The two women were abducted close to their office, in Petionville, early evening. It could have happened to anybody. The attack appears to have been professionally conducted, armed, masked men, quickly got to the car after briefly blocking the road. Professionals, clearly. The ordeal for the poor women, who like many of us came to help Haiti get back on its feet, lasted almost a week, they were released last night, unharmed. No news about ransom: hopefully nothing has been paid, not to encourage others. The good thing was that the story has been kept out of the news for almost a week, not to jeopardize the negotiations. (Now Reuters carries it, and AP, AFP and the Wall Street Journal.)

The response of almost all big aid agencies was swift: reduce the risk to staff, bring curfew forward etc. No more dining out. No more loud American accents. The boom that could have been has been smothered in the narrow interest of the criminal gangs. Haitian business suffers. And aid agencies might well start to think twice about their operating in Haiti, about their enthusiasm to rebuilt this country. What if nobody wants to come anymore?

What started as an upbeat story has, unfortunately, turned into identifying yet another challenge to the recovery of Haiti.

Sunday, March 7, 2010

the visits

One of the things one cannot avoid in my line of work is visits from important people from across the organisation. One such visit occurred recently when we received the CEOs of several Save the Children offices around the world for no less than three days. Another was that of a Senior Vice President, and the third was a delegation of five members of the Board of Trustees of Save the Children US - just for 24 hours.

Yours truly had been appointed senior disaster tour guide, which meant putting a program together, getting support from various staff members to buy-in to this program (i.e. ensure that people are present at school sites, or camp clinics, or meetings, presentations, other activities that were going to be visited), then changing the program to incorporate last-minute wishes, re-align the support from others as above, then changing the program back again to accommodate more last-minute wishes, and subsequently running the program against a tight time schedule. Key predictable unpredictables ("things we know we don't know") are airline delays and travel times on the ground - Port-au-Prince traffic is frequently blocked for prolonged periods of time. Key unpredictable unpredictables ("things we don't know that we don't know" - free after a former US Defense Secretary, who I now understand a lot better!) are the group dynamics of CEOs, the entirely different group dynamics of Board members, capricious changes in individual expectations, and unexpected last-minute cancellations from US Ambassadors, just hours after last-minute arrangements to include a visit to the US Ambassador.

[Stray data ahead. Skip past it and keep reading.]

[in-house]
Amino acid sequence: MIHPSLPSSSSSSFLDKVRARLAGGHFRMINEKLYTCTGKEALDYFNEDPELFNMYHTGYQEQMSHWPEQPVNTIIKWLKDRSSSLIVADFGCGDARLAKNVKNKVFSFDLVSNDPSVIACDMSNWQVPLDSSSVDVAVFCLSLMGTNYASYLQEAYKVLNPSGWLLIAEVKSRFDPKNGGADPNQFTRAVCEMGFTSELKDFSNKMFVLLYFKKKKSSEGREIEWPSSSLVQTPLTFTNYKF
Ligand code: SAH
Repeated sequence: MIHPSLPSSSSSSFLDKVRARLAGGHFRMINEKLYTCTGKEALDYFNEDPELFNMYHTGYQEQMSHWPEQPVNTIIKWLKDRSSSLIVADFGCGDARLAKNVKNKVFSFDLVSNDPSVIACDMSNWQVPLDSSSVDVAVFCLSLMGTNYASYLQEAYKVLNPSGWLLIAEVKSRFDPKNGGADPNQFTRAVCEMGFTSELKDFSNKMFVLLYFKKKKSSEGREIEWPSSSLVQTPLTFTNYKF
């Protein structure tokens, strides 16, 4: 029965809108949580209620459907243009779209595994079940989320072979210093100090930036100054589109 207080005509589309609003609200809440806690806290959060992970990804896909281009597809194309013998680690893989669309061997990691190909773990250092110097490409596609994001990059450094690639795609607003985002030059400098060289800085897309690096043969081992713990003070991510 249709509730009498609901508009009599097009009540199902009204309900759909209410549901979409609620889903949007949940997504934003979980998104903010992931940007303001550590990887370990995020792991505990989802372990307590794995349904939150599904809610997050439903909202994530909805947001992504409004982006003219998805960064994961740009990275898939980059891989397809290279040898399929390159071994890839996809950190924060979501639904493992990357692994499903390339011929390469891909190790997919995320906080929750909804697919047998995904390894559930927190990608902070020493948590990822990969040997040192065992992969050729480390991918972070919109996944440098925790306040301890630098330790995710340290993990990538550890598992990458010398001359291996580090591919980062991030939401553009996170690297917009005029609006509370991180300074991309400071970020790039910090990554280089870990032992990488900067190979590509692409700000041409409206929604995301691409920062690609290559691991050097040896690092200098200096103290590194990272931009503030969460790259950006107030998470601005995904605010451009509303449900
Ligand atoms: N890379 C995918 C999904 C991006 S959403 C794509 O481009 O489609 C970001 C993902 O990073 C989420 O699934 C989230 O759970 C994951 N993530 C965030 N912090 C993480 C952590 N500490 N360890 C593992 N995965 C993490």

Some of the objectives of such visits are, for instance, creating media material - essentially a video and photos of dignitaries interacting with earthquake-affected Haitian children -, which can then be used in interviews, and/or posted on the website of individual countries (check out the relevant Save website in your country). Or understanding the emergency response issues, and understanding our problems and challenges better; adding to these problems and challenges through their physical presence in-country seems a small price to pay. Or, my favourites, pep talks to the staff to show them the support the have from high-up in the organisation - really, most staff would much rather get on with their work, they have plenty to do.

However, before you mis-interpret my slight cynicism above, it has in fact been a fun exercise for most of the time: CEOs, VPs and Board members are all in fact very nice people, and invariably they are sharp - you don't have to explain much, you don't have to repeat yourself, and you can talk about grand visions, ideas, which I like. And most of them have a good sense of humour, too. Besides, by doing this well we have created some of the most powerful advocates for our efforts, and some very committed fundraisers. And then it suddenly becomes time well spent.